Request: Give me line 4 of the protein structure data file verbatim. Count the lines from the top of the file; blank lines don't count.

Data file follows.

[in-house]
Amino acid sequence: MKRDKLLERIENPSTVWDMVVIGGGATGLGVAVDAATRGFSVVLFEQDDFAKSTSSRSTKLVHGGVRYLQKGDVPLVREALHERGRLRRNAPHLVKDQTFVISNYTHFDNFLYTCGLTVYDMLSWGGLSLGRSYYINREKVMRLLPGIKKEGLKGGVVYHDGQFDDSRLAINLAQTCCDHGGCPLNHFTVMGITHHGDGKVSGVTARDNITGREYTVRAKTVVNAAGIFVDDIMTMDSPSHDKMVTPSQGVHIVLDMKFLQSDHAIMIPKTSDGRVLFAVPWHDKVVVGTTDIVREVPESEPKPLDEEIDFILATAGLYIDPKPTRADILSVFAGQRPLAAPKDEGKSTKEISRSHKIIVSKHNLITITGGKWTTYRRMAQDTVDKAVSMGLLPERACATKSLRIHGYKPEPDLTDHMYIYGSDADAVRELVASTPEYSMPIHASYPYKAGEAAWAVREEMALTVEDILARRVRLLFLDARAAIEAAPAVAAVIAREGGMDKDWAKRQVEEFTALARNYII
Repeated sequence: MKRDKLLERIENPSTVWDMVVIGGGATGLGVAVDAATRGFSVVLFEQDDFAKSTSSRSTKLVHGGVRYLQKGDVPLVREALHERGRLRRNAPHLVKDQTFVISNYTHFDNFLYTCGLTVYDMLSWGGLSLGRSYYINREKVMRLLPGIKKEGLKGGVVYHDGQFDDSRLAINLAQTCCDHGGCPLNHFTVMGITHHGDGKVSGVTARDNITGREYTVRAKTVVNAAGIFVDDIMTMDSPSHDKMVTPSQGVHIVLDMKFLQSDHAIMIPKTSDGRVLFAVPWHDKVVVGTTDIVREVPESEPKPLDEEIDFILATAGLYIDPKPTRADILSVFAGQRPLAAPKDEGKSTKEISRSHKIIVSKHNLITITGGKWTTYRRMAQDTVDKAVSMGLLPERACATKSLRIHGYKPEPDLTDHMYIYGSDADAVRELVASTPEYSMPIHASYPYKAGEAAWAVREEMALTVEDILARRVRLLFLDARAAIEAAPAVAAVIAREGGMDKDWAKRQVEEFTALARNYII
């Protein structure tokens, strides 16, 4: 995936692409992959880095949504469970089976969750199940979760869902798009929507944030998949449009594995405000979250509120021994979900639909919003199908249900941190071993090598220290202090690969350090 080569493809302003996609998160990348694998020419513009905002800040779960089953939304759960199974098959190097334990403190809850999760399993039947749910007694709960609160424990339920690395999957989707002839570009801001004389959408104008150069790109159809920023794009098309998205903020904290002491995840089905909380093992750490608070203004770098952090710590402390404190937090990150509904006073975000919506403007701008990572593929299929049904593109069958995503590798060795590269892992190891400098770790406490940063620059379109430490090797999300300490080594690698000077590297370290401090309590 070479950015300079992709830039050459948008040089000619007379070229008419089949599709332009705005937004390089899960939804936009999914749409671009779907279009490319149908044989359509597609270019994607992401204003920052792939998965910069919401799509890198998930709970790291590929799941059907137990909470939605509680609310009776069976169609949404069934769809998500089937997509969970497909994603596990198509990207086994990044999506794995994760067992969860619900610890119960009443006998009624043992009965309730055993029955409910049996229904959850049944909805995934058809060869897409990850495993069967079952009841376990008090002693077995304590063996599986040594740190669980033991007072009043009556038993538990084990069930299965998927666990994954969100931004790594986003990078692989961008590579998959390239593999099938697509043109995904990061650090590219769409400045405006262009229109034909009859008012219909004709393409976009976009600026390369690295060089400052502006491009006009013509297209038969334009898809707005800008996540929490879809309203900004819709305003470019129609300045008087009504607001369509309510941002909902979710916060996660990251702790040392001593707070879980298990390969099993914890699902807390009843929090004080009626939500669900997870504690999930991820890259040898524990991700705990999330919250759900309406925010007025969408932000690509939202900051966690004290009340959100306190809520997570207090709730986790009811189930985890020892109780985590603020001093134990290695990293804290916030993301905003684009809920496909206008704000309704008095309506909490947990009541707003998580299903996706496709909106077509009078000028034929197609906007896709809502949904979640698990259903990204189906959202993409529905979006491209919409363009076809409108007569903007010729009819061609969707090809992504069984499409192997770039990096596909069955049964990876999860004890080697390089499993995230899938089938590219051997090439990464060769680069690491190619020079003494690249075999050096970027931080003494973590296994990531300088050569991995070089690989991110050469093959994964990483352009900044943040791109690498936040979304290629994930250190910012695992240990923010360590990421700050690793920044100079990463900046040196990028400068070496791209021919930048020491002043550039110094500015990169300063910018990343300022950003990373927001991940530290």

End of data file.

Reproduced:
């Protein structure tokens, strides 16, 4: 995936692409992959880095949504469970089976969750199940979760869902798009929507944030998949449009594995405000979250509120021994979900639909919003199908249900941190071993090598220290202090690969350090 080569493809302003996609998160990348694998020419513009905002800040779960089953939304759960199974098959190097334990403190809850999760399993039947749910007694709960609160424990339920690395999957989707002839570009801001004389959408104008150069790109159809920023794009098309998205903020904290002491995840089905909380093992750490608070203004770098952090710590402390404190937090990150509904006073975000919506403007701008990572593929299929049904593109069958995503590798060795590269892992190891400098770790406490940063620059379109430490090797999300300490080594690698000077590297370290401090309590 070479950015300079992709830039050459948008040089000619007379070229008419089949599709332009705005937004390089899960939804936009999914749409671009779907279009490319149908044989359509597609270019994607992401204003920052792939998965910069919401799509890198998930709970790291590929799941059907137990909470939605509680609310009776069976169609949404069934769809998500089937997509969970497909994603596990198509990207086994990044999506794995994760067992969860619900610890119960009443006998009624043992009965309730055993029955409910049996229904959850049944909805995934058809060869897409990850495993069967079952009841376990008090002693077995304590063996599986040594740190669980033991007072009043009556038993538990084990069930299965998927666990994954969100931004790594986003990078692989961008590579998959390239593999099938697509043109995904990061650090590219769409400045405006262009229109034909009859008012219909004709393409976009976009600026390369690295060089400052502006491009006009013509297209038969334009898809707005800008996540929490879809309203900004819709305003470019129609300045008087009504607001369509309510941002909902979710916060996660990251702790040392001593707070879980298990390969099993914890699902807390009843929090004080009626939500669900997870504690999930991820890259040898524990991700705990999330919250759900309406925010007025969408932000690509939202900051966690004290009340959100306190809520997570207090709730986790009811189930985890020892109780985590603020001093134990290695990293804290916030993301905003684009809920496909206008704000309704008095309506909490947990009541707003998580299903996706496709909106077509009078000028034929197609906007896709809502949904979640698990259903990204189906959202993409529905979006491209919409363009076809409108007569903007010729009819061609969707090809992504069984499409192997770039990096596909069955049964990876999860004890080697390089499993995230899938089938590219051997090439990464060769680069690491190619020079003494690249075999050096970027931080003494973590296994990531300088050569991995070089690989991110050469093959994964990483352009900044943040791109690498936040979304290629994930250190910012695992240990923010360590990421700050690793920044100079990463900046040196990028400068070496791209021919930048020491002043550039110094500015990169300063910018990343300022950003990373927001991940530290």